No pizza? No cake? No coke? Going to bed early? Spending time exercising instead of watching TV shows? Being a ‘health freak’ is not for me, thank you.
Adopting a healthier lifestyle is daunting for most people. Change is daunting. Change is hard. It’s so much easier to keep on doing what you’ve always been doing. That’s why it often takes a serious health scare to shake people and get them thinking about their lifestyle. Sometimes, even that is not a guarantee that they will change.
As I mentioned numerous times in this blog before, health coaches like myself are trained to accompany people and help them adopt behavioral change. We are also trained to coach those who aren’t convinced that they should change anything. We help them uncover their motivation for change and hold their hands while they cross the bridge towards their newly-established health goals.
One thing that I often see holding back people is the fear that their lives will be less spontaneous; that a healthy lifestyle is boring and too restricting. Sometimes this fear can be enough to make them freeze and prevent them from doing anything at all. They are afraid that they will never celebrate birthdays with cake again, that they will miss out on life because of a tighter schedule and that others will criticize them and find them dull.
Is it just an excuse or is there some truth to it?
I am obviously someone who walks the talk and I could never be a health coach if I didn’t lead a healthy lifestyle. Am I boring? Well let’s see:
People often believe that eating well means mostly eating salads and repeating the same meals every day. Wrong! My diet is probably way more varied than the average person. Do I eat lots of vegetables? Yes! Always the same ones? Not at all! I vary them in colour and I try something new every week. Ever since I understood the power of food is medicine, I also realised how varied I should be eating. My pantry is full of things you have probably never heard of. For example, I don’t just eat rice and pasta, but numerous other grains. I mix up my legumes (there are so many varieties of beans!), my protein sources (I eat all kinds of meat and fish) and fat (olive oil is amazing, but so is linseed and walnut oil for example).
It is true that I often don’t help myself to cake or other sweets when they are around. However, contrary to what many people think, I don’t do that to ‘be good’, but because I really didn’t want to. Once you stop consuming sugar, you don’t crave it as much. I do eat sweets on holidays and special occasions. Do I get strange looks from people when I refuse to have cake? Yes I do. But it’s my choice and you would be surprised by how people won’t give you that look a second time. In addition, I am convinced that if you find your diet boring, you will never stick to it. I always work on creativeness in the kitchen with my clients – I even go to supermarket trips with them to help them discover new things they never tried before!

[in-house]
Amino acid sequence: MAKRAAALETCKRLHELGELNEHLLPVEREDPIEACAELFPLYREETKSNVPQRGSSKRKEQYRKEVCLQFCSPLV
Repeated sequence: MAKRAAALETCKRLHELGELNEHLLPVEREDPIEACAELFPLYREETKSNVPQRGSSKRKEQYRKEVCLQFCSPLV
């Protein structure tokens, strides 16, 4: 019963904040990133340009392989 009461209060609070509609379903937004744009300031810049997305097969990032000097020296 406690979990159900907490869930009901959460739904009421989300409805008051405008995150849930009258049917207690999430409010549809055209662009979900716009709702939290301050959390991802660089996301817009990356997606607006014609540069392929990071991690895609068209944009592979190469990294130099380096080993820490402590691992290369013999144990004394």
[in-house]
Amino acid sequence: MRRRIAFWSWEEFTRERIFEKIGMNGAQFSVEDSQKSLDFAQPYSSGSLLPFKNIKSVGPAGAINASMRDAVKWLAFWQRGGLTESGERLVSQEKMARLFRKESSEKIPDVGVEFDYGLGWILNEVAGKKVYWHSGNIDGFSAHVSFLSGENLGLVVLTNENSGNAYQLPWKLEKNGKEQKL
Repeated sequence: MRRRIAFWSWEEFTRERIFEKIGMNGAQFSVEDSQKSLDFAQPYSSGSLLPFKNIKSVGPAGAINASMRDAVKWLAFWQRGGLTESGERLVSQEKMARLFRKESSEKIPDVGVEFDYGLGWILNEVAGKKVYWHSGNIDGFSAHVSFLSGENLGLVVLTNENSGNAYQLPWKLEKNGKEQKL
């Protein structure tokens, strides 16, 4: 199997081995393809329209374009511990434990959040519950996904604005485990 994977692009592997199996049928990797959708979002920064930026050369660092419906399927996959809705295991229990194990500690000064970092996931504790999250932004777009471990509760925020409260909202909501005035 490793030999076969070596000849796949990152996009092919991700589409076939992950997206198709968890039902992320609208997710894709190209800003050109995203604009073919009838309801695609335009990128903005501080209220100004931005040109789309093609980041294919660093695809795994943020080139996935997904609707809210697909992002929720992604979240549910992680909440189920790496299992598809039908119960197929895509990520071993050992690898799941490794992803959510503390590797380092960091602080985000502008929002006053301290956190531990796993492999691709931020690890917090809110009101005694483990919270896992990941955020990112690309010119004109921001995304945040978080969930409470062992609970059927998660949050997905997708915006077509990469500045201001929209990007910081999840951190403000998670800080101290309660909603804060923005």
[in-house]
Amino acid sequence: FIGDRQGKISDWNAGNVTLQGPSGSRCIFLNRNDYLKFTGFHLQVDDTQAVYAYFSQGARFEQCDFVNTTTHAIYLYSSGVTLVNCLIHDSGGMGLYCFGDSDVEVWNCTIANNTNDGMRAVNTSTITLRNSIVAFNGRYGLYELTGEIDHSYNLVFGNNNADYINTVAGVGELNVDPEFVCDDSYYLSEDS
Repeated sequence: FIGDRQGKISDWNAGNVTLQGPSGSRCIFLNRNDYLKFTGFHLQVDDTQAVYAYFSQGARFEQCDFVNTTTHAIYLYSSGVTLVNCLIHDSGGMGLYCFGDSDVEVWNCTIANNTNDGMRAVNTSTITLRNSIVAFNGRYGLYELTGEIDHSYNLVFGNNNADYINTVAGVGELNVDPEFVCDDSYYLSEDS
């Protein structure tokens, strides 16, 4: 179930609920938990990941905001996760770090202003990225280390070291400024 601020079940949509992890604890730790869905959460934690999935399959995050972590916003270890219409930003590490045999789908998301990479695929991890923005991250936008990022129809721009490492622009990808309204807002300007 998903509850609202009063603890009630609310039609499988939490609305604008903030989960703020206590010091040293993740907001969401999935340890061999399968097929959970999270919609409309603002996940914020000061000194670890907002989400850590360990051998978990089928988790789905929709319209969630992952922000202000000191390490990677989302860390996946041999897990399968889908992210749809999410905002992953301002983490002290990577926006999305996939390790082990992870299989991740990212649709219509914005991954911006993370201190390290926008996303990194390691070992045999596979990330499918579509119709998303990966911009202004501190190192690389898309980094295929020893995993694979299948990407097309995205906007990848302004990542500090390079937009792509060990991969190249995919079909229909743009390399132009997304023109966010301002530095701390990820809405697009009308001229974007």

I do go to bed earlier than the average adult, at around 10h30-11h00. Most importantly, my phone is in airplane mode an hour before. There’s a lot of resistance around going to bed early, considered to be for little kids, not for adults. I have no shame in admitting my bed time because I don’t still have the mindset of a university student and I don’t see anything wrong with it. I feel so much better the next day if I go to bed earlier rather than later. Does this mean I don’t go out at night? Nope! If something interests me enough I’ll certainly go out, although I admit that sometimes if something begins late, like 11 or 12pm, I might opt out, but I don’t feel guilty about it or like I’m less cool than others are. I choose to be present and feel good the next day, if I can help it.
I don’t normally have alcohol when I go out and haven’t even been tipsy in 6 years, with the exception of my wedding day. People often want you to drink because they do, but I have found that you can discover other ways to have fun than drinking alcohol. To me, getting drunk and feeling bad the next day doesn’t sound like fun. If that is other people’s idea of fun, they can have at it. That doesn’t make me a boring person. In fact, I can’t count the number of times people asked me how many drinks I’ve had because I looked like I was having so much fun, and the bland look on their faces when I said ‘none’.
These are just a few examples. The bottom line is that you will not lose yourself by committing to being a better you, if you do it in a way that is authentic to you. You also don't have to follow the same lifestyle I do. You have your own life, your own limits, your own goals. But if you try to go cold turkey and make a resolution to suddenly become an example of health on every level, you will most likely feel restrained and won’t last long. Again, a health coach can help you discover your own version of being healthy, one that works for you and the only version that you can stick to in the long term.
Be prepared to hear comments in the beginning. Your friends may not like it. Your family may not appreciate it. Your colleagues may roll their eyes at you. But in the end, it’s your life and your choice to make. Just remember that healthy and boring are not equivalent.
What can you start with this week?
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